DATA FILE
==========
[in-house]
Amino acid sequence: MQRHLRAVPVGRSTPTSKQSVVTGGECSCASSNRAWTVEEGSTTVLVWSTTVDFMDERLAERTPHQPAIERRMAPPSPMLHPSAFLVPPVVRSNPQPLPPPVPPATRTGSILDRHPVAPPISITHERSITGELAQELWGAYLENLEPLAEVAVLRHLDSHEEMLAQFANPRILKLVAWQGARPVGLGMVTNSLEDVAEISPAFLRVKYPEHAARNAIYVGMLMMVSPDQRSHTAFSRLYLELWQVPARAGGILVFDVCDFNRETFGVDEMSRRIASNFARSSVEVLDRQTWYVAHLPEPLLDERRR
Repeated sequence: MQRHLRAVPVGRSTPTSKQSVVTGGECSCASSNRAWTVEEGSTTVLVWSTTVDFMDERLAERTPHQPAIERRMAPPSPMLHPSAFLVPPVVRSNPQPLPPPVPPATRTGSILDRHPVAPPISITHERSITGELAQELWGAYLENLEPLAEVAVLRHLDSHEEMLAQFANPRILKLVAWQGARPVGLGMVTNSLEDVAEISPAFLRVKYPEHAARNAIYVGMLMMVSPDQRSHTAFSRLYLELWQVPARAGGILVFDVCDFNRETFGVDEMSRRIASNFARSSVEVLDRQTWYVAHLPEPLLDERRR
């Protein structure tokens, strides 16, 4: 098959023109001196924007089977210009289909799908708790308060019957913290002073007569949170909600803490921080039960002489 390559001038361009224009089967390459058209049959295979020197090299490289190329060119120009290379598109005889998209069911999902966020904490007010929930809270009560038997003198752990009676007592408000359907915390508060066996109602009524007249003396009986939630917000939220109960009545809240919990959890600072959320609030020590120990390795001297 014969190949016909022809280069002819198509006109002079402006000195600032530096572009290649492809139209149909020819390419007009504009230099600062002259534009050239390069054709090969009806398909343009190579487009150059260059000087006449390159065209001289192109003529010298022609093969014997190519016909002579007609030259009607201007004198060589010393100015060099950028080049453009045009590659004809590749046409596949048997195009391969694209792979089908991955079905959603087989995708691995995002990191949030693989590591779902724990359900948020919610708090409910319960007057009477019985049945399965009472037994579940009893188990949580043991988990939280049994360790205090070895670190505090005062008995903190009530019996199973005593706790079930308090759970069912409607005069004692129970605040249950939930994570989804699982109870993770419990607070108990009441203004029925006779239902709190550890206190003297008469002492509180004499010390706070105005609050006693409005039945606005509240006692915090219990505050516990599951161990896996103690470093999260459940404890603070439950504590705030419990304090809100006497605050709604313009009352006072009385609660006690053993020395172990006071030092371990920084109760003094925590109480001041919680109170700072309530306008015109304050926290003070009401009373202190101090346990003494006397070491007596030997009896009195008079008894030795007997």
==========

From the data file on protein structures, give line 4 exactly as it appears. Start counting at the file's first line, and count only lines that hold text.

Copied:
């Protein structure tokens, strides 16, 4: 098959023109001196924007089977210009289909799908708790308060019957913290002073007569949170909600803490921080039960002489 390559001038361009224009089967390459058209049959295979020197090299490289190329060119120009290379598109005889998209069911999902966020904490007010929930809270009560038997003198752990009676007592408000359907915390508060066996109602009524007249003396009986939630917000939220109960009545809240919990959890600072959320609030020590120990390795001297 014969190949016909022809280069002819198509006109002079402006000195600032530096572009290649492809139209149909020819390419007009504009230099600062002259534009050239390069054709090969009806398909343009190579487009150059260059000087006449390159065209001289192109003529010298022609093969014997190519016909002579007609030259009607201007004198060589010393100015060099950028080049453009045009590659004809590749046409596949048997195009391969694209792979089908991955079905959603087989995708691995995002990191949030693989590591779902724990359900948020919610708090409910319960007057009477019985049945399965009472037994579940009893188990949580043991988990939280049994360790205090070895670190505090005062008995903190009530019996199973005593706790079930308090759970069912409607005069004692129970605040249950939930994570989804699982109870993770419990607070108990009441203004029925006779239902709190550890206190003297008469002492509180004499010390706070105005609050006693409005039945606005509240006692915090219990505050516990599951161990896996103690470093999260459940404890603070439950504590705030419990304090809100006497605050709604313009009352006072009385609660006690053993020395172990006071030092371990920084109760003094925590109480001041919680109170700072309530306008015109304050926290003070009401009373202190101090346990003494006397070491007596030997009896009195008079008894030795007997």